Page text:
Washington is home to national monuments and museums, which are primarily situated on or around the National Mall. The city hosts 176 foreign embassies as well as the headquarters of international organizations, trade unions, non-profit organizations, lobbying groups. A locally elected mayor and a 13‑member council have governed the District since 1973, the Congress maintains supreme authority over the city and may overturn local laws. D. C. residents elect a non-voting, at-large congressional delegate to the House of Representatives, the District receives three electoral votes in presidential elections as permitted by the Twenty-third Amendment to the United States Constitution, ratified in 1961. Various tribes of the Algonquian-speaking Piscataway people inhabited the lands around the Potomac River when Europeans first visited the area in the early 17th century, One group known as the Nacotchtank maintained settlements around the Anacostia River within the present-day District of Columbia.
Conflicts with European colonists and neighboring tribes forced the relocation of the Piscataway people, some of whom established a new settlement in 1699 near Point of Rocks, Maryland. 43, published January 23,1788, James Madison argued that the new government would need authority over a national capital to provide for its own maintenance. Five years earlier, a band of unpaid soldiers besieged Congress while its members were meeting in Philadelphia, known as the Pennsylvania Mutiny of 1783, the event emphasized the need for the national government not to rely on any state for its own security. However, the Constitution does not specify a location for the capital, on July 9,1790, Congress passed the Residence Act, which approved the creation of a national capital on the Potomac River. The exact location was to be selected by President George Washington, formed from land donated by the states of Maryland and Virginia, the initial shape of the federal district was a square measuring 10 miles on each side, totaling 100 square miles.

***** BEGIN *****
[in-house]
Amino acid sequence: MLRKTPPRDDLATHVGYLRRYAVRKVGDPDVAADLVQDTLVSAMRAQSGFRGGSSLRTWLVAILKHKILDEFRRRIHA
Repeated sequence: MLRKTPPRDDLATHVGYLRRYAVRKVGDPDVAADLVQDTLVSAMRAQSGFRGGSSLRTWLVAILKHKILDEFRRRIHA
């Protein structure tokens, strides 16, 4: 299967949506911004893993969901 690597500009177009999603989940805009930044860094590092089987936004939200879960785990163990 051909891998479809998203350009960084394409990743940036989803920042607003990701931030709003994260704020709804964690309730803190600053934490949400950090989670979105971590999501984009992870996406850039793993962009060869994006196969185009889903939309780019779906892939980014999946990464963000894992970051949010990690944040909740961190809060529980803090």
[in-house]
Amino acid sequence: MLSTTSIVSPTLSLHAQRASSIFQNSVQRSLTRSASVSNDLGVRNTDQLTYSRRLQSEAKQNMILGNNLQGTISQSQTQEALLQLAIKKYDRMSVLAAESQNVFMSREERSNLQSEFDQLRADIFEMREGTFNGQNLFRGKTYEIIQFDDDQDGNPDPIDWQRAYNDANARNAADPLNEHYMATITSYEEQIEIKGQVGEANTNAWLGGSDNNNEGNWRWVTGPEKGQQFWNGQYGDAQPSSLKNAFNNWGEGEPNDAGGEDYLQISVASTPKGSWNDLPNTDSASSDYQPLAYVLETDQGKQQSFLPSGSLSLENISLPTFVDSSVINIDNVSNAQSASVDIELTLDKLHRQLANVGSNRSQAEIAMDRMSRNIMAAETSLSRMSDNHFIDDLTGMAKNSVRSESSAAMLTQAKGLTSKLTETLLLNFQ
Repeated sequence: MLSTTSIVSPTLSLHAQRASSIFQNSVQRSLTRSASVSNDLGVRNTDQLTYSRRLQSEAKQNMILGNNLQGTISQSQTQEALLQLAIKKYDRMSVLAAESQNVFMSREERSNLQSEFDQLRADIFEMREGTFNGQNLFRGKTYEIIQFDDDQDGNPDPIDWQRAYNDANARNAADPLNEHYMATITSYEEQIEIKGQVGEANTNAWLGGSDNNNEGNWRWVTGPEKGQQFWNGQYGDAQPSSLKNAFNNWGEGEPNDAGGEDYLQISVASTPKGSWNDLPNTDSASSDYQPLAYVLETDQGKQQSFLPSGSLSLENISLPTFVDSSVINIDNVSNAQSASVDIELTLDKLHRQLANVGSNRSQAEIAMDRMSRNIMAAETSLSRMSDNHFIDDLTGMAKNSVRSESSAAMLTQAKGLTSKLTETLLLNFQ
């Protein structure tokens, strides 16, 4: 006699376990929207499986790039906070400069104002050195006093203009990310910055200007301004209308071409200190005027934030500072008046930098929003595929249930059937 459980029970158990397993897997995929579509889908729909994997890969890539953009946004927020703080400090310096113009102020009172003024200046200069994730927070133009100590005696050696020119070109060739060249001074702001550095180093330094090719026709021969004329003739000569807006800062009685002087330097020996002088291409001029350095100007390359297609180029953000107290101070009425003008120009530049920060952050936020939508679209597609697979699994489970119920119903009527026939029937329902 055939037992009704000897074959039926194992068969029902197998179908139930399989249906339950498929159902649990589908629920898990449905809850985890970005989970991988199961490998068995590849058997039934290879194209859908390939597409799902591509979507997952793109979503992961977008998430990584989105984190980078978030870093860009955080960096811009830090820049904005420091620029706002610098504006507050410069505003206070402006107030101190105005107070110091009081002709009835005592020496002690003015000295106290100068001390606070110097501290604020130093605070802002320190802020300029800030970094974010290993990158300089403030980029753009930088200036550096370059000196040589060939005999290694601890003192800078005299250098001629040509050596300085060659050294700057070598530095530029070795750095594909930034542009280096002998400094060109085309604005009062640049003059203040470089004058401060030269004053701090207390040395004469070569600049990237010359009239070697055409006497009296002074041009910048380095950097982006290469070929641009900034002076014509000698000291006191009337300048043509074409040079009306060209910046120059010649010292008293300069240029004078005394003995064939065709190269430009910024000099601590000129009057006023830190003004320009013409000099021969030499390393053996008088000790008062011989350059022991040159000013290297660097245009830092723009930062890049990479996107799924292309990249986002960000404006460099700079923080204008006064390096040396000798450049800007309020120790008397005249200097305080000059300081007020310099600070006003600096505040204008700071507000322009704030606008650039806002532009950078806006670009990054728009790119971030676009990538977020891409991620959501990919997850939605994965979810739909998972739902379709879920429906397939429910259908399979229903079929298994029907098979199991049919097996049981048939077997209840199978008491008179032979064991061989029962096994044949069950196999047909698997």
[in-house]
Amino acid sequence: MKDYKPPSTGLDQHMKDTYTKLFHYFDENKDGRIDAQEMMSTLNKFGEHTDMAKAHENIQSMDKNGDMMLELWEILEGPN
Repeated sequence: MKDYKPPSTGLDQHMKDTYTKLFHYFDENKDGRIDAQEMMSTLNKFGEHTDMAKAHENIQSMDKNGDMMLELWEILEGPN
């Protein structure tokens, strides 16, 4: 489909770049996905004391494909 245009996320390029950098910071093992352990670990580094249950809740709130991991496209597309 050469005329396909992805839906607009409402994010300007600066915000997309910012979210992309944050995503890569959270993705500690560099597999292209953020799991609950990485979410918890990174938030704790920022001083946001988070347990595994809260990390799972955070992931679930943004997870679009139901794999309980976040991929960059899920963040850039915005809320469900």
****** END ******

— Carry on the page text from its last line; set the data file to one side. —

Two pre-existing settlements were included in the territory, the port of Georgetown, founded in 1751, many of the stones are still standing